Tow Rope & Shackles

A D-shackle attached to a tow strop to recover a vehicle

You could find yourself completely broken down or so stuck you need a tow to help you back on the road.

A good quality tow strop needs to be rated for weights heavier than you vehicle with a soft eye woven into each end.

You can hook the strop to the vehicles with a D-Shackle. Try to avoid using more common hooks as they tend to be much weaker than these robust D-Shackles.


Electric Jumper (booster) Cables

jump leads being attached to an RV battery

It’s easier than you might think to flatten your battery, especially in an RV or camper that doesn’t warn you when you’ve left your headlights on.

A set of jump cables are a good investment. 

They should be at least 300 amp rating or higher.

Make sure they’re colour coded – black for negative and red for positive – and they have strong, insulated spring grips.

Long cables, will help you reach vehicles parked further away, whether they be helping your or vice versa.

How to use electric jumper cables

  1. Connect from the low/flat battery earth point to the charging battery earth first. 
  2. Connect from the low/flat battery positive terminal to the working battery. 
  3. In neutral gear, start the vehicle engine of the working battery.
  4. Apply engine throttle to 2000 rpm to kick start the alternator’s output.
  5. After a few moments, try starting the engine of the flat battery vehicle.
  6. Once running disconnect the positive cable from both batteries. 
  7. DO NOT touch the cable ends or allow them to touch the vehicles or the ground. It will cause an electrical discharge and may hurt you!
  8. Disconnect the negative cables.
  9. Let the vehicle run for at least 1 hour, without lights or ac fans working to give the flat battery a chance to store up some energy.

Empty Fuel Can

Pouring fuel into a vehicle from a jerry can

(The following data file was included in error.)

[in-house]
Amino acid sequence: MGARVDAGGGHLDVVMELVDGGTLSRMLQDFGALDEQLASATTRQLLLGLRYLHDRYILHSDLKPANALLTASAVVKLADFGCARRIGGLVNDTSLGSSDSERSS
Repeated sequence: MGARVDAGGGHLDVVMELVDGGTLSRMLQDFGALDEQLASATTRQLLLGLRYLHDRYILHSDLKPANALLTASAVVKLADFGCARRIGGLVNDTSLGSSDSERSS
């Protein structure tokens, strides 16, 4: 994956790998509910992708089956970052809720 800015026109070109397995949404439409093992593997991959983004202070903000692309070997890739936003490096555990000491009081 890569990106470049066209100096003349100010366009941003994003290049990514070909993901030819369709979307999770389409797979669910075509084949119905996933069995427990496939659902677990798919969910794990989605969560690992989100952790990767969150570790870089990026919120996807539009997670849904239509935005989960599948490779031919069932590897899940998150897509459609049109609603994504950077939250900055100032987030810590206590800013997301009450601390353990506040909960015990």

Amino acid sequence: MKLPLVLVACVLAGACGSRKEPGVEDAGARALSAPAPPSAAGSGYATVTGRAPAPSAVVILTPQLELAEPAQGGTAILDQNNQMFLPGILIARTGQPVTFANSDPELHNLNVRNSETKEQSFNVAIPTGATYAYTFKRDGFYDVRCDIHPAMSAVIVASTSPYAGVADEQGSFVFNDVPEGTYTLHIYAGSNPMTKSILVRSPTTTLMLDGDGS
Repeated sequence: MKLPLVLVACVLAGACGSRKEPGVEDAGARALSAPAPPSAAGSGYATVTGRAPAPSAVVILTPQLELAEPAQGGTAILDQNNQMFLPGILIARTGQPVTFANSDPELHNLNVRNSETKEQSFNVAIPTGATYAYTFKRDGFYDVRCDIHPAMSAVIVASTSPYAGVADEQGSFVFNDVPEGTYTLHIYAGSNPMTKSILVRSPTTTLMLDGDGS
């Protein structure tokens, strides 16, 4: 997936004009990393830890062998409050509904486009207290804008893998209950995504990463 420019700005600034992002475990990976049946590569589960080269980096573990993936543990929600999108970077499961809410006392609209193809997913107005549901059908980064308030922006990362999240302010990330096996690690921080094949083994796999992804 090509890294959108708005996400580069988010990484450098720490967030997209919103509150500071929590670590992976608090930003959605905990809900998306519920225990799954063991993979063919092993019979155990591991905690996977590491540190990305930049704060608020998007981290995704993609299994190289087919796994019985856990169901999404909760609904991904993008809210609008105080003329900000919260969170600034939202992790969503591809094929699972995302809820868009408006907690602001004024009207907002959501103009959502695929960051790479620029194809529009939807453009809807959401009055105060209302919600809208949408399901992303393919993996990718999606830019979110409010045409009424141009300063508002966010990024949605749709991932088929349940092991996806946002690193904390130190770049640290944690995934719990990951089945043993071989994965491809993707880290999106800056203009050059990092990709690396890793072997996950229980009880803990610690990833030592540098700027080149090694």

It happens to the best of us. The campervan splutters, gets going and then stops. 

Shock! Horror! That low fuel warning light burning brightly for the past 50 miles wasn’t kidding.

Now you might thumb a lift to the nearest fuel stop but mark my words… not all fuel stations have takeaway fuel cans.

Carrying an empty fuel can in your camper makes a stressful situation a little stressful. 

Top tip | Only fill your fuel can with as much fuel as you need to get back the fuel station.

Every litre of fuel weighs about 1 kg so if you have much walking to do, you want to keep your load t a minimum.


Fire Extinguisher

Emergency fire services extinguishing a vehicle fire

A fire extinguisher can help prevent a small fire turning into a blazing inferno, writing off your camper.

There’s loads of different types of fire extinguishers to handle different types of fires.

A fire in your RV is likely caused by cooking, an electrical fault or a road collision.

A dry powder or foam extinguisher certified as dielectrically tested is the best all round fire extinguisher for your camper.

We recommend fitting at least 2, one accessible from the driving positions, another in the living quarters.

A fire blanket is a good addition too, although not necessary as part of a standard roadside emergency kit unless you’re in an RV or camper.


Safety Hammer

Using an emergency hammer to break a car window

A safety hammer with an integrated knife to break the windshield or side windows and to cut seat belts should be in your roadside emergency kit.

We always have one fitted securely in the driving area so convenient in the unhappy scenario where we’d need to use it.

Make sure either the driver or passenger can reach it from a seated position.